Review: The Winter King by C.L. Wilson

winter king by cl wilsonFormat read: ebook provided by Edelweiss
Formats available: ebook, mass market paperback, audiobook
Genre: fantasy romance
Length: 613 pages
Publisher: Avon
Date Released: July 29, 2014
Purchasing Info: Author’s Website, Publisher’s Website, Goodreads, Amazon, Barnes & Noble, Kobo, Book Depository

After three long years of war, starkly handsome Wynter Atrialan will have his vengeance on Summerlea’s king by taking one of the man’s beautiful, beloved daughters as his bride. But though peace is finally at hand, Wynter’s battle with the Ice Heart, the dread power he embraced to avenge his brother’s death, rages on.

Khamsin Coruscate, Princess of Summerlea and summoner of Storms, has spent her life exiled to the shadows of her father’s palace. Reviled by her father, marriage to Wintercraig’s icy king was supposed to be a terrible punishment, but instead offers Kham her first taste of freedom—and her first taste of overwhelming passion.

As fierce, indomitable Wynter weathers even Khamsin’s wildest storms, surprising her with a tenderness she never expected, Kham wants more than Wynter’s passion—she yearns for his love. But the power of the Ice Heart is growing, dangerous forces are gathering, and a devastating betrayal puts Khamsin and Wynter to the ultimate test.

My Review:

My friends Has and Lou over at The Book Pushers called The Winter King an “old skool” fantasy romance. After having devoured The Winter King, all 600 pages of it, in less than two days, I’d pretty much agree.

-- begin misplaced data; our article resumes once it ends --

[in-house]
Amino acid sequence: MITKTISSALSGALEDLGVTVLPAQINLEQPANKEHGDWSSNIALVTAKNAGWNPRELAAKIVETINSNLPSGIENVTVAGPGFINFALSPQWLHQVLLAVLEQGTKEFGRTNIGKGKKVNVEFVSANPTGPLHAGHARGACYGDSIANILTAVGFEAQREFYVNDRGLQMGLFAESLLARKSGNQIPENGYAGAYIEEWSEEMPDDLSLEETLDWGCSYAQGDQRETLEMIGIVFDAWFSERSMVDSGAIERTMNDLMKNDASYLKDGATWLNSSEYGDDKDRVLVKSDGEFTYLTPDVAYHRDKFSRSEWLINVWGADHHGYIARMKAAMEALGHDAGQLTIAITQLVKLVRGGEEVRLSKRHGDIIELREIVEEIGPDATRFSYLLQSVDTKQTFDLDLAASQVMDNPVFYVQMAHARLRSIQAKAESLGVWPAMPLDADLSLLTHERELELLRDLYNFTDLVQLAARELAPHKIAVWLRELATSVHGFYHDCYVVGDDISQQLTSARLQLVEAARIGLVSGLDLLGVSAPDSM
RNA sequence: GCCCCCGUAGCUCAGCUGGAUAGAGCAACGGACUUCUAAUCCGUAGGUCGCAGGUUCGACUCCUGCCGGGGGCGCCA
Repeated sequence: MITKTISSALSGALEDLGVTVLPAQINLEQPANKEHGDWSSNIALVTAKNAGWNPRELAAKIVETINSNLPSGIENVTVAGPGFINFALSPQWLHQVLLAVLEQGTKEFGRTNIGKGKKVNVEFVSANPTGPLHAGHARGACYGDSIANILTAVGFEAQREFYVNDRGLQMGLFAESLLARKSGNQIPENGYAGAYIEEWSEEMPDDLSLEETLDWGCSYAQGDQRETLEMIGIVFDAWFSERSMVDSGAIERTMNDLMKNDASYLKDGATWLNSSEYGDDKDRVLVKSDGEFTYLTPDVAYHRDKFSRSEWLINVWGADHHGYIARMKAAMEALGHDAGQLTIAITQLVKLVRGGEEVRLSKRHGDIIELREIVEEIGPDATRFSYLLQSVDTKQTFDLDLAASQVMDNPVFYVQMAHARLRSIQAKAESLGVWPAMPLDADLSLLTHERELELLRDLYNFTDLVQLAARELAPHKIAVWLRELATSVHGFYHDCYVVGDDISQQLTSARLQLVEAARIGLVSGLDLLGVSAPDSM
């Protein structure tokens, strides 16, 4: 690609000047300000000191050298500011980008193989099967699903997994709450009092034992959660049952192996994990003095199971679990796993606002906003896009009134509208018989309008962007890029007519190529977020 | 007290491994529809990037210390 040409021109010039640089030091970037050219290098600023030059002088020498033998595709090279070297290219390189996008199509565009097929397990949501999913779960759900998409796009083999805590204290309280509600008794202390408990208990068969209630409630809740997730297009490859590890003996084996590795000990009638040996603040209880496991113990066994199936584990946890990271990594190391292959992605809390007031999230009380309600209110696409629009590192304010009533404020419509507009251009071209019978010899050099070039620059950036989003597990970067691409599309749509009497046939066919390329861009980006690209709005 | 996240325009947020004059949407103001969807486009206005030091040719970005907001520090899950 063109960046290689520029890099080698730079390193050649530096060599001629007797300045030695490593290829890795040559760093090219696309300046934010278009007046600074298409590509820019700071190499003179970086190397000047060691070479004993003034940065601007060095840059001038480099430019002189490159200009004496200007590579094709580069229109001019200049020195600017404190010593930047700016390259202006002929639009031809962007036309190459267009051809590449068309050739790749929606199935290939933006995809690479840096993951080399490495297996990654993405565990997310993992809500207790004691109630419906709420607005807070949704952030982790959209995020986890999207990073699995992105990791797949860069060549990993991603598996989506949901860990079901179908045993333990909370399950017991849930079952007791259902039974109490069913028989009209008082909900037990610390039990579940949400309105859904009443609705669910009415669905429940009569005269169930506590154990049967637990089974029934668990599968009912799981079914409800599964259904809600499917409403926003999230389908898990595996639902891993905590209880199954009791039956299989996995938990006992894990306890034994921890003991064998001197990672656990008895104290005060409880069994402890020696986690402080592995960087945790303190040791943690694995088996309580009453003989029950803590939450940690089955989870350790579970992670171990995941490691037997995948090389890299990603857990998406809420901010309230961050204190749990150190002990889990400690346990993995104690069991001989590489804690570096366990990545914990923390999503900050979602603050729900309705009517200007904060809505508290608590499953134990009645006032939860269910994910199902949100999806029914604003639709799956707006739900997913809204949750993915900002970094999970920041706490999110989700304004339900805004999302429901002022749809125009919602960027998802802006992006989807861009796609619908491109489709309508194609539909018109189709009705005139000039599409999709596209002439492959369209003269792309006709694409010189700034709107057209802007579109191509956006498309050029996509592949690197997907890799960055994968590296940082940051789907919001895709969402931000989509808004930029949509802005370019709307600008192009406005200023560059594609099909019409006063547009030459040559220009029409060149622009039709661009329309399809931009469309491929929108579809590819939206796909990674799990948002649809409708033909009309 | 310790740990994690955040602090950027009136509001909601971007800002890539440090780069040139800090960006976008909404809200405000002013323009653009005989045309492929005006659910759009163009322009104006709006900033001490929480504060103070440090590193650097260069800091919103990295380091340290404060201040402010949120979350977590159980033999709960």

The Winter King reminds me a lot of the big, meaty fantasy romance sagas like Melanie Rawn’s Dragon Prince series. There’s an epic sweep of magic and hot juicy romance (sometimes a bit literally) set in a world of endlessly warring kingdoms and opposing gods.

It makes for a sprawling story so big you can absolutely wallow in it. In a completely good way. When done well, this kind of storytelling makes for a great big “YUM”, and The Winter King is definitely done well.

We start out with what appears to be one misguided young man’s quest for the legendary sword of his ancestors–up until he makes off with the neighbor king’s fiance and kills the king’s brother as part of his escape plan. Then he disappears from sight for three years, while the aforementioned king sets out to reduce the young man’s rival kingdom to splinters.

And that’s where the real story begins.

Falcon was the Prince of Summerlea, and he stole the King of Winter Craig’s fiancee and a magical artifact that is supposed to point out the location of legendary King Roland’s sword, Blazing.

Wynter, the King of Winter Craig embraces the terrible side of his country’s heritage in order to lay waste to the kingdom that sent Falcon. Three years later he’s conquered the last stronghold, and is prepared to claim his prize.

Wynter intends to injure the King of Summerlea by demanding one of his three beloved daughters as his wife. Instead, Verdan Summerlea gets the upper hand by foisting his definitely unbeloved fourth daughter on the enemy he hates.

He hates his daughter Khamsin enough to beat her very nearly to death in order to get her to participate in this charade. It’s not until half-way through the beating that Kham figures out that the enemy king will give her a better chance of survival than staying at home.